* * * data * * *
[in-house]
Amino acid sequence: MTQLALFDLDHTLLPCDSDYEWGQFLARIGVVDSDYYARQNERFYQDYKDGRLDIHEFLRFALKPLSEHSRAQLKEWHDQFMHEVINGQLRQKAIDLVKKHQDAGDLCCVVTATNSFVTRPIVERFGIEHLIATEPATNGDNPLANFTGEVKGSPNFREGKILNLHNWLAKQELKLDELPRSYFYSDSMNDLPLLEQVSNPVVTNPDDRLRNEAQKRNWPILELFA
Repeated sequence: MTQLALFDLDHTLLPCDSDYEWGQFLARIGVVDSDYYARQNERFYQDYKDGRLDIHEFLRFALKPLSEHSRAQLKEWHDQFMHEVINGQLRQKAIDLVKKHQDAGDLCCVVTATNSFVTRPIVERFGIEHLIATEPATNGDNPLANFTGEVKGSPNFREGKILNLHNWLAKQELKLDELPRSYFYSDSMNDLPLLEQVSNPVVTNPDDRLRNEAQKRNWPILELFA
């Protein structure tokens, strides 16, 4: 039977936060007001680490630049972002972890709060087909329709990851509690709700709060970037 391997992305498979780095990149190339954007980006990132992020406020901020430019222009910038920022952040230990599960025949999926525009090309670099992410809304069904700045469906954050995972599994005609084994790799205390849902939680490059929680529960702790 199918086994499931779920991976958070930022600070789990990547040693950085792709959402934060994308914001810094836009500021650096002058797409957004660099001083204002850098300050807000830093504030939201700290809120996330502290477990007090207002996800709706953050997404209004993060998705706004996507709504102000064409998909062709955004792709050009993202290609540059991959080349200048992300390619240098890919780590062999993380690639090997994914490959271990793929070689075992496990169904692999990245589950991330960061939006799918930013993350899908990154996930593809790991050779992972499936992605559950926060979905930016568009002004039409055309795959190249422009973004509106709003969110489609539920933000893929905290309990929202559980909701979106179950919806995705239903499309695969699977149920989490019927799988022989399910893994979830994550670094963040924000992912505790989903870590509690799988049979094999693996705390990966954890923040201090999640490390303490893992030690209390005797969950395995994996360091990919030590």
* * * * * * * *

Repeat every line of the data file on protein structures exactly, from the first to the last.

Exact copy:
[in-house]
Amino acid sequence: MTQLALFDLDHTLLPCDSDYEWGQFLARIGVVDSDYYARQNERFYQDYKDGRLDIHEFLRFALKPLSEHSRAQLKEWHDQFMHEVINGQLRQKAIDLVKKHQDAGDLCCVVTATNSFVTRPIVERFGIEHLIATEPATNGDNPLANFTGEVKGSPNFREGKILNLHNWLAKQELKLDELPRSYFYSDSMNDLPLLEQVSNPVVTNPDDRLRNEAQKRNWPILELFA
Repeated sequence: MTQLALFDLDHTLLPCDSDYEWGQFLARIGVVDSDYYARQNERFYQDYKDGRLDIHEFLRFALKPLSEHSRAQLKEWHDQFMHEVINGQLRQKAIDLVKKHQDAGDLCCVVTATNSFVTRPIVERFGIEHLIATEPATNGDNPLANFTGEVKGSPNFREGKILNLHNWLAKQELKLDELPRSYFYSDSMNDLPLLEQVSNPVVTNPDDRLRNEAQKRNWPILELFA
């Protein structure tokens, strides 16, 4: 039977936060007001680490630049972002972890709060087909329709990851509690709700709060970037 391997992305498979780095990149190339954007980006990132992020406020901020430019222009910038920022952040230990599960025949999926525009090309670099992410809304069904700045469906954050995972599994005609084994790799205390849902939680490059929680529960702790 199918086994499931779920991976958070930022600070789990990547040693950085792709959402934060994308914001810094836009500021650096002058797409957004660099001083204002850098300050807000830093504030939201700290809120996330502290477990007090207002996800709706953050997404209004993060998705706004996507709504102000064409998909062709955004792709050009993202290609540059991959080349200048992300390619240098890919780590062999993380690639090997994914490959271990793929070689075992496990169904692999990245589950991330960061939006799918930013993350899908990154996930593809790991050779992972499936992605559950926060979905930016568009002004039409055309795959190249422009973004509106709003969110489609539920933000893929905290309990929202559980909701979106179950919806995705239903499309695969699977149920989490019927799988022989399910893994979830994550670094963040924000992912505790989903870590509690799988049979094999693996705390990966954890923040201090999640490390303490893992030690209390005797969950395995994996360091990919030590």